How Stadiums Evolved From Ancient Greece to Today

Today's stadiums are entertainment destinations that consist of malls and/or restaurants, but where did it all start?
Loukia Papadopoulos

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Did you know that stadiums date back to the ancient Greeks and Romans, nearly 3,000 years ago? The oldest known stadium is Olympia in Greece, where the Olympic Games were held in 776 BC.

We have come a long way since then, as that stadium consisted of a flat track that was paved with clay and surrounded by small hills. However, the first modern stadium, built using concrete and steel, dates back to 1903.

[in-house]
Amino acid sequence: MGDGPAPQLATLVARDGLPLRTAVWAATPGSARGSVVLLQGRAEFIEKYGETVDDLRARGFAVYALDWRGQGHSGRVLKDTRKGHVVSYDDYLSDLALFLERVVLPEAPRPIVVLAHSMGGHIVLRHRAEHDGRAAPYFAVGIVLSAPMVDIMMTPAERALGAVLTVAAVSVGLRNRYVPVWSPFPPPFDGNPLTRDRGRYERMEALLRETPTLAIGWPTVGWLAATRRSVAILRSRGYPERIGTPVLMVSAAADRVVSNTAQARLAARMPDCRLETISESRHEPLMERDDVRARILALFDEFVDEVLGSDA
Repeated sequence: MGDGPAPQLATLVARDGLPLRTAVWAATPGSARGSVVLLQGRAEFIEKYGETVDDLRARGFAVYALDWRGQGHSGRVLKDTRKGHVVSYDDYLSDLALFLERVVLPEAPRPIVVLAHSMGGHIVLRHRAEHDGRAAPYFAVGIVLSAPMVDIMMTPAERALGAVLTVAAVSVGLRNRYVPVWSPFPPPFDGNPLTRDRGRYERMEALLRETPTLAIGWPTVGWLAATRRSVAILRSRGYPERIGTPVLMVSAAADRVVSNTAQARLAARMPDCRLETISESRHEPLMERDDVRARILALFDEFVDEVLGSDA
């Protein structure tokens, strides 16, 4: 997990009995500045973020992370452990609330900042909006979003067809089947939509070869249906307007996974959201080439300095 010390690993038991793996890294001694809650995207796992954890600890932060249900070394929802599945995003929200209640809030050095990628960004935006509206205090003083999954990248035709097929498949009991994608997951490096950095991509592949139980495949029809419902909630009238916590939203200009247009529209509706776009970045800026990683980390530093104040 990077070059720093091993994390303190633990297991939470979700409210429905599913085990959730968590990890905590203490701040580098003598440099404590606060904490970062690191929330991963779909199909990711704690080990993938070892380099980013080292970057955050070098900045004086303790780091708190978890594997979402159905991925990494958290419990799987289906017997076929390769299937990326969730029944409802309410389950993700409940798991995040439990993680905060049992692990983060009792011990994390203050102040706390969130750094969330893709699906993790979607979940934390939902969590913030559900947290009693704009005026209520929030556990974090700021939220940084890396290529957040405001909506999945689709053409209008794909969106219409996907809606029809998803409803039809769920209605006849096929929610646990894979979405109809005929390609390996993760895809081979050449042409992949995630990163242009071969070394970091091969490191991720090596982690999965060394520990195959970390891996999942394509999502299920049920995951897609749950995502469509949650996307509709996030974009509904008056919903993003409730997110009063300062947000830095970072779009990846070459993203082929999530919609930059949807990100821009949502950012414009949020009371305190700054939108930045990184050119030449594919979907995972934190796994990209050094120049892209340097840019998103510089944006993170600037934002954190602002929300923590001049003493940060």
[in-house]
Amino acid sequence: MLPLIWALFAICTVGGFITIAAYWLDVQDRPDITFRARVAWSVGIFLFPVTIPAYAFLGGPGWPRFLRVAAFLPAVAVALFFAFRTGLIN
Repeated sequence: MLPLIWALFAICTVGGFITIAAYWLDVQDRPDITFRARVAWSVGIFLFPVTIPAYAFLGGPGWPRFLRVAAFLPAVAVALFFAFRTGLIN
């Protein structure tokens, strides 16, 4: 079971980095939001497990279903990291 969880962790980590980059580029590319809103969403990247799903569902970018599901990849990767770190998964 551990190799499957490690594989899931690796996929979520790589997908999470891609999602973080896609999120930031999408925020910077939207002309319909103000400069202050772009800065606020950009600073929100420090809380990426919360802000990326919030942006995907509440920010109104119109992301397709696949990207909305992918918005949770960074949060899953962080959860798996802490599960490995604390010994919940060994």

It was called the Harvard Stadium and it was a U-shaped college football stadium in the northeast U.S. These early modern concrete stadiums were single-purpose stadiums, built only for one sport.

The end of World War II saw the introduction of multipurpose concrete stadiums, such as the Robert F. Kennedy Memorial Stadium in Washington which could host several sports.

Today's stadiums are even more advanced. They are not just about the games: they are about a total entertainment experience. Going to a stadium means going somewhere where you can also shop and dine.

That's why today's stadiums are such massive construction. They often come with mini-malls and lots of restaurants. Want to find out more about these impressive structures of entertainment? Then watch our video.

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